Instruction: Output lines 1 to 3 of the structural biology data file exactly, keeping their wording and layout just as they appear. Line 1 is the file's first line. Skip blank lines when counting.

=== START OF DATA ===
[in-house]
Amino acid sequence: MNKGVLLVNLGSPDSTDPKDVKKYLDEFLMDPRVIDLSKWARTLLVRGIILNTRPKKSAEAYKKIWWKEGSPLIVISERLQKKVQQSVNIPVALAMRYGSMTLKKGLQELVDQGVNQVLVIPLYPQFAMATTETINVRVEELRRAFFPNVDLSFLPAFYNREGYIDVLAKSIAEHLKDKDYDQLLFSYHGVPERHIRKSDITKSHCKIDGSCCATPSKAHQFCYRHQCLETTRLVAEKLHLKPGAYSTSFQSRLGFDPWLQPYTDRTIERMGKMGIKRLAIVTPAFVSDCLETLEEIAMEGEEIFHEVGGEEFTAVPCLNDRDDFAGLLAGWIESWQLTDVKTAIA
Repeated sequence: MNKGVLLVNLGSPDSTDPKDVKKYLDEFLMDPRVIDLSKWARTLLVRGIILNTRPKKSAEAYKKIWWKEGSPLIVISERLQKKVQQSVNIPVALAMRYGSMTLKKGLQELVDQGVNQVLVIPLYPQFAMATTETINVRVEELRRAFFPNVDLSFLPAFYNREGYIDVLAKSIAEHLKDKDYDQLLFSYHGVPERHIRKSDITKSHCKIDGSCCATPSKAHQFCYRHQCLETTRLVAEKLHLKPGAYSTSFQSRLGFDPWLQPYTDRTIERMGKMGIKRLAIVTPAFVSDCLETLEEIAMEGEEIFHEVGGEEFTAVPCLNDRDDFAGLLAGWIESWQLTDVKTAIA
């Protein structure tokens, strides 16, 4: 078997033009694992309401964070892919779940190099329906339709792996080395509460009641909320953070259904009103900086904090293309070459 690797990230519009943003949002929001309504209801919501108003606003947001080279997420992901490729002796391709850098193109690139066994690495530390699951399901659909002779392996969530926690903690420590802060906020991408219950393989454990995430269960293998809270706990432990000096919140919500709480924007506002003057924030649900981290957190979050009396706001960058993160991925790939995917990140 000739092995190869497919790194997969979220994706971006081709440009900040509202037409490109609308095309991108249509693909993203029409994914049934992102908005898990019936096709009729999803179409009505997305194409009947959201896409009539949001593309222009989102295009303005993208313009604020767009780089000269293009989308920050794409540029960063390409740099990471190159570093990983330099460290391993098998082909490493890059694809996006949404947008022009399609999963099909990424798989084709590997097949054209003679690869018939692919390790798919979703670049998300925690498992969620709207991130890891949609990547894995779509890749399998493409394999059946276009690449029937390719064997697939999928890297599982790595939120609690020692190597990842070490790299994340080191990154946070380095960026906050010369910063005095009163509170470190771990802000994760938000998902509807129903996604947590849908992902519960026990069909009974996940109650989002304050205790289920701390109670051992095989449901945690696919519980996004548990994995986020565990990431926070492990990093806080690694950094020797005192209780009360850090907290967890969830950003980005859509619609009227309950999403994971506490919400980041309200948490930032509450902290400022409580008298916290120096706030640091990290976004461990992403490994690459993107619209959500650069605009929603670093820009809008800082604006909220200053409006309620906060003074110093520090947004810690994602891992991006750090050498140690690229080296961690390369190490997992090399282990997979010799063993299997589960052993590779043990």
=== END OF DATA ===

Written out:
[in-house]
Amino acid sequence: MNKGVLLVNLGSPDSTDPKDVKKYLDEFLMDPRVIDLSKWARTLLVRGIILNTRPKKSAEAYKKIWWKEGSPLIVISERLQKKVQQSVNIPVALAMRYGSMTLKKGLQELVDQGVNQVLVIPLYPQFAMATTETINVRVEELRRAFFPNVDLSFLPAFYNREGYIDVLAKSIAEHLKDKDYDQLLFSYHGVPERHIRKSDITKSHCKIDGSCCATPSKAHQFCYRHQCLETTRLVAEKLHLKPGAYSTSFQSRLGFDPWLQPYTDRTIERMGKMGIKRLAIVTPAFVSDCLETLEEIAMEGEEIFHEVGGEEFTAVPCLNDRDDFAGLLAGWIESWQLTDVKTAIA
Repeated sequence: MNKGVLLVNLGSPDSTDPKDVKKYLDEFLMDPRVIDLSKWARTLLVRGIILNTRPKKSAEAYKKIWWKEGSPLIVISERLQKKVQQSVNIPVALAMRYGSMTLKKGLQELVDQGVNQVLVIPLYPQFAMATTETINVRVEELRRAFFPNVDLSFLPAFYNREGYIDVLAKSIAEHLKDKDYDQLLFSYHGVPERHIRKSDITKSHCKIDGSCCATPSKAHQFCYRHQCLETTRLVAEKLHLKPGAYSTSFQSRLGFDPWLQPYTDRTIERMGKMGIKRLAIVTPAFVSDCLETLEEIAMEGEEIFHEVGGEEFTAVPCLNDRDDFAGLLAGWIESWQLTDVKTAIA